Applicants are chosen by a computer-generated random drawing after submitting a simple application and photograph via an online system established by the State Department. The visas are distributed among six geographic regions, with a greater number of visas going to regions with lower rates of immigration, and with no visas going to nationals of countries sending more than 50,000 immigrants to the United States over the period of the past five years. No single country may receive more than seven percent of the available Diversity Visas in any one year.

For DV-2023, natives of the following countries are NOT eligible to apply because the countries sent more than 50,000 immigrants to the United States in the previous five years:

Bangladesh, Brazil, Canada, China (including Hong Kong SAR), Colombia, Dominican Republic, El Salvador, Haiti, Honduras, India, Jamaica, Mexico, Nigeria, Pakistan, Philippines, South Korea, United Kingdom (except Northern Ireland) and its dependent territories, and Vietnam. Persons born in Macau SAR and Taiwan are eligible.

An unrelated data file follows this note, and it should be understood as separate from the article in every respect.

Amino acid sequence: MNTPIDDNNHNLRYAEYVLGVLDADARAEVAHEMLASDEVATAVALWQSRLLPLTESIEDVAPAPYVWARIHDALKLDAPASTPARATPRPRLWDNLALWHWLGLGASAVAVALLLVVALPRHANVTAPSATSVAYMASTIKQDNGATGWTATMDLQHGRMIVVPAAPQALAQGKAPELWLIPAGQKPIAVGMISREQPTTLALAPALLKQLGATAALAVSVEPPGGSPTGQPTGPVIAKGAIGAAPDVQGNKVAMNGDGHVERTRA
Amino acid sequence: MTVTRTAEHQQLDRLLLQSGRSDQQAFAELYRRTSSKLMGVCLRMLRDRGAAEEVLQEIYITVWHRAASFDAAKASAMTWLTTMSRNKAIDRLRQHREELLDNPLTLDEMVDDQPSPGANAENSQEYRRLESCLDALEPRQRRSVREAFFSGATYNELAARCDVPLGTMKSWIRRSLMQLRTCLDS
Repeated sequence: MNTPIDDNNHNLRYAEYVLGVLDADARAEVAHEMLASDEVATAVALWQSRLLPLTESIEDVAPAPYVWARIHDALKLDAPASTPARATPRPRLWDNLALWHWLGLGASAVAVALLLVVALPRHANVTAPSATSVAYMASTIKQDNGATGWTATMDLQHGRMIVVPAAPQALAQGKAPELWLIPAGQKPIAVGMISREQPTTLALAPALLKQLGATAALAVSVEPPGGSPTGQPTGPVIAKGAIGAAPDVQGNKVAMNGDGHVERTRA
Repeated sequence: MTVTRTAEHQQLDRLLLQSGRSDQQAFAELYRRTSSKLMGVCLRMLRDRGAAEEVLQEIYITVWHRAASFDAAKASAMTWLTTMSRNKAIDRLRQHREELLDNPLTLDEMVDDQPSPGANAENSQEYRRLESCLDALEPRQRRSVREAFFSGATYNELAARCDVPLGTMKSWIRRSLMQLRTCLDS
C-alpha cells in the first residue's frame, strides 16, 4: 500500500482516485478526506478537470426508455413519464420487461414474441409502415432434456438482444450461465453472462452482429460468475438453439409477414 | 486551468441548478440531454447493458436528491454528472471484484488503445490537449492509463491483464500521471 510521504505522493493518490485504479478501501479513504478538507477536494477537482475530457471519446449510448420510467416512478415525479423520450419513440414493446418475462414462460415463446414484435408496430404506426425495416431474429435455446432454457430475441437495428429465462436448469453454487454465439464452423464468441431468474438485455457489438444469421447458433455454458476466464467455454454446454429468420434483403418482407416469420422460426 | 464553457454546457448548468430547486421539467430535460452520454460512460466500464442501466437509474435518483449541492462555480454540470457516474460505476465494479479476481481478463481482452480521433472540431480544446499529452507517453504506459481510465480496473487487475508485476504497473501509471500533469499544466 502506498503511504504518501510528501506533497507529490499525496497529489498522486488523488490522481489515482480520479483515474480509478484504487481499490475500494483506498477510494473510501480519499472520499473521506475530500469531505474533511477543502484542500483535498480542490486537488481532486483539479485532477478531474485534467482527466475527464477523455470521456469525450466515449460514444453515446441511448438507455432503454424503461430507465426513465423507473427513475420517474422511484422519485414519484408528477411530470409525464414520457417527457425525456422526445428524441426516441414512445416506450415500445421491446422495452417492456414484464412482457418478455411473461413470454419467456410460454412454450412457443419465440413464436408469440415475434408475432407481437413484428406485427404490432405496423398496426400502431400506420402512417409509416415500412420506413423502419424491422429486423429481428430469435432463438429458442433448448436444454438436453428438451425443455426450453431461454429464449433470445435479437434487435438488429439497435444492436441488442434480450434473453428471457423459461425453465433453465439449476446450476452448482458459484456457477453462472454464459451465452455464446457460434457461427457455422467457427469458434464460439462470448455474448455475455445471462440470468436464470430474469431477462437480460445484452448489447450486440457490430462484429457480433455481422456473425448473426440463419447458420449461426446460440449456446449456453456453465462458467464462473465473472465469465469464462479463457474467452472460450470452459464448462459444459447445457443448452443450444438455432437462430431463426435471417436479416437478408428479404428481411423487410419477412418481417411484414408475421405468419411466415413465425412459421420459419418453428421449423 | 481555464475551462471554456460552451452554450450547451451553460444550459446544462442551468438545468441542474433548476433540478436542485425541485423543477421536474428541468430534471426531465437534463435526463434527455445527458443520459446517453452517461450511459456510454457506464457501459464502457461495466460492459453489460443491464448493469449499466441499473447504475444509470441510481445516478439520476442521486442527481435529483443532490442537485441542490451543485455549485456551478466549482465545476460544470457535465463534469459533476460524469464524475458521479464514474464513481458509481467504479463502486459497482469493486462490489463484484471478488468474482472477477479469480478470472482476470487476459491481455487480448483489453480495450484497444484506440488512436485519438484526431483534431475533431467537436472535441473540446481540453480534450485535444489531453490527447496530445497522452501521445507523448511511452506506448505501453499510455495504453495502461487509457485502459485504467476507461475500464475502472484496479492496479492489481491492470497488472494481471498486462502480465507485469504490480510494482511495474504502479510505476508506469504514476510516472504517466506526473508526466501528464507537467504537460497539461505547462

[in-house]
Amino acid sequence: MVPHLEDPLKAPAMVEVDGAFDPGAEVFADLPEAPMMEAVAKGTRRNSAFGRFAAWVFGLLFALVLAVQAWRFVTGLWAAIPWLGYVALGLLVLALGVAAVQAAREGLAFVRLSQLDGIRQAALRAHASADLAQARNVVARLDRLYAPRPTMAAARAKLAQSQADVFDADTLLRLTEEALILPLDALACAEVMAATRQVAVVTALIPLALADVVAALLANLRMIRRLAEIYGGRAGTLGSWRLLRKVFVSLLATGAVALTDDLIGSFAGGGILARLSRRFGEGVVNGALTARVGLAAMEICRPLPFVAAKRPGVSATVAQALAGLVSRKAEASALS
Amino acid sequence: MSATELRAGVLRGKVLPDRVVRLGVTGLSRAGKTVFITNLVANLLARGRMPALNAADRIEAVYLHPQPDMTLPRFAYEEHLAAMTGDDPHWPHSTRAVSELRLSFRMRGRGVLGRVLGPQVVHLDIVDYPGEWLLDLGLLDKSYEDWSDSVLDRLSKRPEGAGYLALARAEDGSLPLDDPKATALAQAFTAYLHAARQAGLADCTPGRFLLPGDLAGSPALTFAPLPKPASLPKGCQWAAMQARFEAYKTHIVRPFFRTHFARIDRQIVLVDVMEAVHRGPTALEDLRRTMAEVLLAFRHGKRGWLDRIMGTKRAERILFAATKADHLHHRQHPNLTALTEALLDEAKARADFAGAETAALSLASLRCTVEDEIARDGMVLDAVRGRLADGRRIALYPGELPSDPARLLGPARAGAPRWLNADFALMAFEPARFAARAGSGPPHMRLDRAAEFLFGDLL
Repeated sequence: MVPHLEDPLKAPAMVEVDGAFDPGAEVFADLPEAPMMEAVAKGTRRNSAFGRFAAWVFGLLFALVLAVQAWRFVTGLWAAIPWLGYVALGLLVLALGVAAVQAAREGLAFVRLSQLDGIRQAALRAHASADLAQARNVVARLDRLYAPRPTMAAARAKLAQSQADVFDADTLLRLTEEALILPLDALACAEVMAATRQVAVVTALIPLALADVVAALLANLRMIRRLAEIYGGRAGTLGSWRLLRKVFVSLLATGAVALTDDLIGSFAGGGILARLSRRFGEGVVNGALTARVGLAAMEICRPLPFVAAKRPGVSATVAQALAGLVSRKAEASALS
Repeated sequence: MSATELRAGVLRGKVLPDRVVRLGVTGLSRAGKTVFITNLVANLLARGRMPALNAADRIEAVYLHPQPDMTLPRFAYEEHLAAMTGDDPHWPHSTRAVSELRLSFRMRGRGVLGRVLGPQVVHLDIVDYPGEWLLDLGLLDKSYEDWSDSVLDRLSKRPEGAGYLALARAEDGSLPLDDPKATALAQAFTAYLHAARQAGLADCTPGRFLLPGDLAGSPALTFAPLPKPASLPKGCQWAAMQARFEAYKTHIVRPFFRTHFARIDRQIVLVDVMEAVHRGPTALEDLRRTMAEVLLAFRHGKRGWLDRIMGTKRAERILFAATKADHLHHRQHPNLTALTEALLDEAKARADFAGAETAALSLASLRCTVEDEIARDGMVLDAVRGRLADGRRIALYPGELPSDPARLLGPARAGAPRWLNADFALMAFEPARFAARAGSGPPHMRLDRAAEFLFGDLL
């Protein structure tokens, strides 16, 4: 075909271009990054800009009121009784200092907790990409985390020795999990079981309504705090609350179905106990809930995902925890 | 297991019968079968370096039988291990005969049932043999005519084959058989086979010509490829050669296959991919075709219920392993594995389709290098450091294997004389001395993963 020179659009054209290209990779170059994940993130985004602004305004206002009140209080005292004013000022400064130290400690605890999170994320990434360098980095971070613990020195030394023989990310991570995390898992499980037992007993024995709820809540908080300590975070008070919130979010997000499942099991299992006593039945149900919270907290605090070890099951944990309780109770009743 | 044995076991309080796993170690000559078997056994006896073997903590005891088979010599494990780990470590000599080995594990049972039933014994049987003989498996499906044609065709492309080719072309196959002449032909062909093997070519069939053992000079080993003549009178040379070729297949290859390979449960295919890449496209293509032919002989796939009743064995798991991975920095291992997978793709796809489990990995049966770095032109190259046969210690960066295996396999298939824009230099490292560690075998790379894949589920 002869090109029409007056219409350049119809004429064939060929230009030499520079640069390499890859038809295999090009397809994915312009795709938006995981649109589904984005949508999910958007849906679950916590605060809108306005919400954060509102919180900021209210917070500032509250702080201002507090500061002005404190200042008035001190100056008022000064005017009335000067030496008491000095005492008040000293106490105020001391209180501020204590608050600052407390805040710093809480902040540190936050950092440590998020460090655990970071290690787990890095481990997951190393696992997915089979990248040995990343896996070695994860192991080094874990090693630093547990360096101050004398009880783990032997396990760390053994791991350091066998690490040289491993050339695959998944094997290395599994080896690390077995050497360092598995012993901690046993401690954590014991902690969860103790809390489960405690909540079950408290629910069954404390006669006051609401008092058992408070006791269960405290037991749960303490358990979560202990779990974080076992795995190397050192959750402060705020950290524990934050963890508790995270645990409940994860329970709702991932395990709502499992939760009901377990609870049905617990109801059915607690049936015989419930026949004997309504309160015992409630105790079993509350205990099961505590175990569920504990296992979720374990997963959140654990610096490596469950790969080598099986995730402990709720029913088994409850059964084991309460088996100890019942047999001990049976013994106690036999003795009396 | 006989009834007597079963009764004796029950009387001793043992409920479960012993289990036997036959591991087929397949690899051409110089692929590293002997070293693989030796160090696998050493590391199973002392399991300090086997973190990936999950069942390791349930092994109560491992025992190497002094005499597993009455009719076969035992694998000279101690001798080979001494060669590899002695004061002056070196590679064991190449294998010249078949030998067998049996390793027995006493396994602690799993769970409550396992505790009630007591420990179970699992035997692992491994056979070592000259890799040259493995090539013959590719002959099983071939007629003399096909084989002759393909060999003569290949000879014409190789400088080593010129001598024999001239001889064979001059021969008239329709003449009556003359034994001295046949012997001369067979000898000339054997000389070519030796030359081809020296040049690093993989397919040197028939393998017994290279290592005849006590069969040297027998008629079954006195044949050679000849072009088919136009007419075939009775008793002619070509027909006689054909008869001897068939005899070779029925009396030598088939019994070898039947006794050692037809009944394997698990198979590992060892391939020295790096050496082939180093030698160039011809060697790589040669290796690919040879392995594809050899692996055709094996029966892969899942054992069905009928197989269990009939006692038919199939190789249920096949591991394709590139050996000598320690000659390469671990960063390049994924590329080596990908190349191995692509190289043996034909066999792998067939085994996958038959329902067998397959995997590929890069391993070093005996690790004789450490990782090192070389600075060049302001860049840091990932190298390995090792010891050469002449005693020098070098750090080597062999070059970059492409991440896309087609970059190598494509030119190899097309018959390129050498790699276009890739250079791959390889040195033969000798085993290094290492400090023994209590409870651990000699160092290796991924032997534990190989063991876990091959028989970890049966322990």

This year, Guatemala has been added to the list of countries that are eligible to participate in the lottery.

A “native” is a person born in a country, or entitled to be “charged to” the country under the rules of “alternate chargeability.”  Under the rules of alternate chargeability, an alien applicant born in an ineligible country may “use”

  • the country of birth of his or her spouse, if the alien applicant is married to a native of an eligible country-provided the spouse is eligible for a visa and will immigrate to the U.S. with the applicant; or